The title says it all—kind of.
Twenty-six different animal characters each play an instrument; they are introduced one by one, with the final double-page spread bringing the whole orchestra together. A banner runs across the bottoms of the pages with three lines that name each creature and cite the action of the scene in both upper and lower cases. “N is for NEWTS making lots of NOISE! It’s also for nightingale and nest.” In the accompanying illustration, five gaily dressed newts sing, bang pots and blow a horn, while in the background, a top-hatted nightingale sings from its nest. Not all letters are able to achieve such thematic unity. For the tricky letters, Q is for quiet, quail, quilt and queen, and “X is for XANTHUS hummingbird playing the XYLOPHONE. It’s also for x-ray.” In these and other cases, the additional words often have nothing to do with either animals or music, but they do help with letter-recognition practice. The animals are outfitted in clothing, hats and glasses in a bright and offbeat style that mixes collage and paint. The endpapers, on which the animals form the alphabet letters, are perhaps the cleverest part of the book.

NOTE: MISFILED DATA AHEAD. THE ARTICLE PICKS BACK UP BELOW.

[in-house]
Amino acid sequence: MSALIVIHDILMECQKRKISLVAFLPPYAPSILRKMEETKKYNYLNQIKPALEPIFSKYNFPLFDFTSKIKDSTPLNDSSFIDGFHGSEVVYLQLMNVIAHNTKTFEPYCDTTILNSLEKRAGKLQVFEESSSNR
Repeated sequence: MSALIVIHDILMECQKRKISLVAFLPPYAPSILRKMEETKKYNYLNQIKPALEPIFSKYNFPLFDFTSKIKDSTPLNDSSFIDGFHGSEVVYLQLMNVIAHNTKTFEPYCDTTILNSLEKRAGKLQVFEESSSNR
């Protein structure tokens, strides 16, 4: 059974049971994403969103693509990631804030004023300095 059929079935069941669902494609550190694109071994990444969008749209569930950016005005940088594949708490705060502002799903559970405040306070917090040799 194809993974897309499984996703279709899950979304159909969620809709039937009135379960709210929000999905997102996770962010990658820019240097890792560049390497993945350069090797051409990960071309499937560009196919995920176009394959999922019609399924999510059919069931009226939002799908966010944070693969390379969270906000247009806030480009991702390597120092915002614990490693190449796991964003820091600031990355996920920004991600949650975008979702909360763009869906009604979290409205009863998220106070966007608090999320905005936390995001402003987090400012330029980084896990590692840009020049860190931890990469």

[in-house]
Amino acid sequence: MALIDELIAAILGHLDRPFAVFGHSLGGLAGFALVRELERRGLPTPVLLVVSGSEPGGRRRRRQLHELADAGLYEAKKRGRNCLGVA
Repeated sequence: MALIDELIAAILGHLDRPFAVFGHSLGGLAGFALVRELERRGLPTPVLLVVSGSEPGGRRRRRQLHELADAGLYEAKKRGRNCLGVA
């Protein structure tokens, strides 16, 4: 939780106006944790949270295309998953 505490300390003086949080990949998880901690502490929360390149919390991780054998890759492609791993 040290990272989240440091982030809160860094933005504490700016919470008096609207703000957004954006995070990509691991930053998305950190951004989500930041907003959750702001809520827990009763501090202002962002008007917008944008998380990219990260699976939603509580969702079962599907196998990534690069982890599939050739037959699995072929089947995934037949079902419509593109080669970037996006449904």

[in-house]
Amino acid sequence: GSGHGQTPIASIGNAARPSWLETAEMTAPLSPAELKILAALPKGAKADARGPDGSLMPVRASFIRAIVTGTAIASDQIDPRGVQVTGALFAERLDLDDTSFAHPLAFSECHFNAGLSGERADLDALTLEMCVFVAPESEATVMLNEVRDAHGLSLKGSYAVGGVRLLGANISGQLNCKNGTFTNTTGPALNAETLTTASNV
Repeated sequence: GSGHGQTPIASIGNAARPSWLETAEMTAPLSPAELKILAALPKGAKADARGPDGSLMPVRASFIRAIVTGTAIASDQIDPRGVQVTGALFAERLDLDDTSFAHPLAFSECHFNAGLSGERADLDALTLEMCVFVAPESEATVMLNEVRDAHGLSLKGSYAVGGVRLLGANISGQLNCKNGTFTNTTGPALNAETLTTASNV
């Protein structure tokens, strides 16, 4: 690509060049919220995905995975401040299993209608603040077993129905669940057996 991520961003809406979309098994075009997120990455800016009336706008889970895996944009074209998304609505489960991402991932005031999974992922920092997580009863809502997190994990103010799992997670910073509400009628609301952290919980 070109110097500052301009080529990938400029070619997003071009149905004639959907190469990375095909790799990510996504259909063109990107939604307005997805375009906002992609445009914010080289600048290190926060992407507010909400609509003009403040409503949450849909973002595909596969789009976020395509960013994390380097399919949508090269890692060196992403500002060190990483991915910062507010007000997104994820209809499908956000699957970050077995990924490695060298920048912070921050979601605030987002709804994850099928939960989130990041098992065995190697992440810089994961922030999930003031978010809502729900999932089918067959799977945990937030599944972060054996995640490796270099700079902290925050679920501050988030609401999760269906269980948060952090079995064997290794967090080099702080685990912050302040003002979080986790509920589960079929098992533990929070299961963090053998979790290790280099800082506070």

Preschoolers may not know all of the creatures (aardvark, kiwi, ibex), but they will have fun pointing out what’s happening and connecting letters with them. Isn’t that what alphabet books are supposed to do? (Picture book. 2-4)